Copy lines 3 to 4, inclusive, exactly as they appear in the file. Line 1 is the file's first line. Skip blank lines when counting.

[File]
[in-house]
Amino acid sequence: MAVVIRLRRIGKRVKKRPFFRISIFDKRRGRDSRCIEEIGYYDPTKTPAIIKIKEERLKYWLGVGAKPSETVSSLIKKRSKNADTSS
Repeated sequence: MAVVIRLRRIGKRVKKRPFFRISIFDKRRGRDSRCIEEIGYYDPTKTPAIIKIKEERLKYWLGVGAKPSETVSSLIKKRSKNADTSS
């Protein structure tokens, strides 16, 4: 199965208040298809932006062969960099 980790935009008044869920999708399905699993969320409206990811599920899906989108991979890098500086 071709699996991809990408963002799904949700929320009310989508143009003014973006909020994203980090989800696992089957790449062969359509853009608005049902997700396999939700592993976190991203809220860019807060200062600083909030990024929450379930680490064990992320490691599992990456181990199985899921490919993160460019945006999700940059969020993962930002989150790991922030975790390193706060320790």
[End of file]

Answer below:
Repeated sequence: MAVVIRLRRIGKRVKKRPFFRISIFDKRRGRDSRCIEEIGYYDPTKTPAIIKIKEERLKYWLGVGAKPSETVSSLIKKRSKNADTSS
């Protein structure tokens, strides 16, 4: 199965208040298809932006062969960099 980790935009008044869920999708399905699993969320409206990811599920899906989108991979890098500086 071709699996991809990408963002799904949700929320009310989508143009003014973006909020994203980090989800696992089957790449062969359509853009608005049902997700396999939700592993976190991203809220860019807060200062600083909030990024929450379930680490064990992320490691599992990456181990199985899921490919993160460019945006999700940059969020993962930002989150790991922030975790390193706060320790």